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Kintsugi Men

This week, it will be two weeks since my father has passed. He was 92 and he had an amazing journey of transformation that continues even now in my life

In the delicate art of Kintsugi, broken pottery is not discarded but rather mended with gold, creating a new masterpiece that celebrates its history of breakage and repair. This philosophy extends far beyond ceramics, it is a metaphor for life, especially the lives of the men who have shaped our own.

Our sons, grandfathers, fathers, uncles, and brothers, carry the scars, like us of their experiences, much like the golden seams of Kintsugi. They remind us that brokenness is not the end; it is merely a part of a larger journey of growth and rebirth.

Many of our fathers and grandfathers were at war, like my father in Korea, with stories that are etched into the very core of their being. These tales of survival and resilience are their golden repairs, making them more unique and valuable.

Lincoln Bauman, my father raised in an Old-Order Mennonite family, a life of simplicity and tradition. Imagine him, a father of eight children, embarking on his own chrysalis journey, transforming through the roles of son, husband, and father.

Leaving home can mean facing ostracization, as it did for dad, when he was a young man. When he returned from Korea, was shunned by his community as they were not to carry arms. But like a true Kintsugi masterpiece, he did not let this break him. Instead, he started anew, marrying, becoming a truck driver, and embracing the many transformations life offered. Later to reunite with his loving family.

Our Kintsugi brothers teach us that every crack and fissure is a celebration to survival, a badge of honour that speaks of battles fought and won. Their lives, pieced together with the gold of courage and wisdom, stand as a celebration of our kaleidoscope of life.

Remember and honour the Kintsugi relationships in our lives, the men who have been broken and fragmented but emerged stronger, their lives a mosaic of golden triumphs.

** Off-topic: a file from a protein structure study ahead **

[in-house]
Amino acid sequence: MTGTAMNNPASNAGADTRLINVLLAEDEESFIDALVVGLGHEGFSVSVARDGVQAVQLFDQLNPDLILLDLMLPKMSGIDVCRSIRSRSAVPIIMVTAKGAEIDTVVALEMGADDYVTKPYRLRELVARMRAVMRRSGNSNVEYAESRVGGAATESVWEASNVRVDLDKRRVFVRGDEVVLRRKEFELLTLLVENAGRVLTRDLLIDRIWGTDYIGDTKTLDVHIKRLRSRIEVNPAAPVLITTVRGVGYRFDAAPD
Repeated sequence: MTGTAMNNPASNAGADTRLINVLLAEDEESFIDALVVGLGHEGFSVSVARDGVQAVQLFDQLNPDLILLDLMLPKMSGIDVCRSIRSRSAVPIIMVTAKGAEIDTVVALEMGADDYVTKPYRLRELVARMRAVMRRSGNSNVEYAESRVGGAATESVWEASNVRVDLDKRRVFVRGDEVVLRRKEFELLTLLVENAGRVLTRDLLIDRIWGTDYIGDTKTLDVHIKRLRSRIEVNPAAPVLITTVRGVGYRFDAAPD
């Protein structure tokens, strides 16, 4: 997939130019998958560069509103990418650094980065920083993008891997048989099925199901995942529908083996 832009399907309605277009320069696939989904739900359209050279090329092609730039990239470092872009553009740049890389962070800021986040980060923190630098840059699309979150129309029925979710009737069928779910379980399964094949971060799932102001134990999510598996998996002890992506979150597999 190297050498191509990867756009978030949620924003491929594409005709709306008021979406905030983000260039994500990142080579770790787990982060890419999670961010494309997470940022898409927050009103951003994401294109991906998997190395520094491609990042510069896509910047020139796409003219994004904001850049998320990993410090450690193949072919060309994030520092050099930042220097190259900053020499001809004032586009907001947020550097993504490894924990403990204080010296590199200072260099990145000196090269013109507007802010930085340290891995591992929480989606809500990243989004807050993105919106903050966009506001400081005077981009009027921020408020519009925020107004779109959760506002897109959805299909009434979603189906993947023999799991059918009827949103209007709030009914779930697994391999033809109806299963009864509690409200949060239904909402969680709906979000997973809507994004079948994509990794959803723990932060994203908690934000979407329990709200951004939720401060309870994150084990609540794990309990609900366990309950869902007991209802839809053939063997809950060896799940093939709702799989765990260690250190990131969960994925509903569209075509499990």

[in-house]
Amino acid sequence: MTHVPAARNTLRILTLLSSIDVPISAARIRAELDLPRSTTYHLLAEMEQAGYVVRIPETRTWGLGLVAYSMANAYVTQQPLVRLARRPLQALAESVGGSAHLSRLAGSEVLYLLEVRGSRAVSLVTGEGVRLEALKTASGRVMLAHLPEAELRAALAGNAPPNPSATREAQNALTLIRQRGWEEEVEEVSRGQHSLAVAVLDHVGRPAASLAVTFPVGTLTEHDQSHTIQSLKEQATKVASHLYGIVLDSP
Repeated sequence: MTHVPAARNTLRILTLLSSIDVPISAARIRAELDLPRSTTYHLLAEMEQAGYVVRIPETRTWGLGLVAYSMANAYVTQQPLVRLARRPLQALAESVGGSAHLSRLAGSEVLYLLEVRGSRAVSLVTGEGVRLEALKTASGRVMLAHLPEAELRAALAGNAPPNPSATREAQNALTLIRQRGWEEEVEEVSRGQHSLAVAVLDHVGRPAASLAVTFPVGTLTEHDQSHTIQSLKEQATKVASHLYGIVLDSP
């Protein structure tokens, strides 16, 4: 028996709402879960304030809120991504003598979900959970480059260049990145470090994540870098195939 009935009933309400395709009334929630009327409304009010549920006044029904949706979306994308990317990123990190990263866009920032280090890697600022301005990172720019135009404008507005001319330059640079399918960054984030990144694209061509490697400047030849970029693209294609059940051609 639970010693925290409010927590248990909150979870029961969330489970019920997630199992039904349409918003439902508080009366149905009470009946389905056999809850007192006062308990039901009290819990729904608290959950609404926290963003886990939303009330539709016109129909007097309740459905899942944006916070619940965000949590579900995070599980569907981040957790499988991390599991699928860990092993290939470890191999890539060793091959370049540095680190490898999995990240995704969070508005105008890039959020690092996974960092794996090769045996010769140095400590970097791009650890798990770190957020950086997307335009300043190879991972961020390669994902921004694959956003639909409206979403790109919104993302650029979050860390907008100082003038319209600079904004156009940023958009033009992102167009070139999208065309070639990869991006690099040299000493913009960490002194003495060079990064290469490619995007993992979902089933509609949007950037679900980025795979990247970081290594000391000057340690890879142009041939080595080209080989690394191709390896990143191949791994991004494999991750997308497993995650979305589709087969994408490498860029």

I remember the men in my life, my grandfathers, father, uncles and brothers who have journeyed through life’s myriad challenges, their stories a rich tapestry of life’s golden repairs. May we all find the strength to see the beauty in our breaks and the courage to mend them with gold.

In the tapestry of our shared journey, we recognize the transformative journey of men who, like butterflies emerging from their chrysalis, have navigated the complexities of life’s metamorphosis. Many without the guidance of role models, they have charted their own course, propelled by an innate strength that mirrors the resilience of Kintsugi, the art of precious scars.

As we honour the generations before us, we acknowledge the profound shifts in societal roles and expectations. The path was not always clear, and the molds of the past did not always fit the contours of their evolving identities.

I extend our deepest gratitude to the Kintsugi men, who have pieced together the fragments of their experiences with golden seams of wisdom. Your strength and power are the silent testimonies of your journey. Your commitment and love are the golden lacquer that binds us, the Kintsugi women, into a more beautiful whole.

May you continue to find strength in your scars, power in your flaws, and honour in your stories. Thank you for being an integral part of our journey. In the mending, we find that we are bolder, braver, and Kintsugi.

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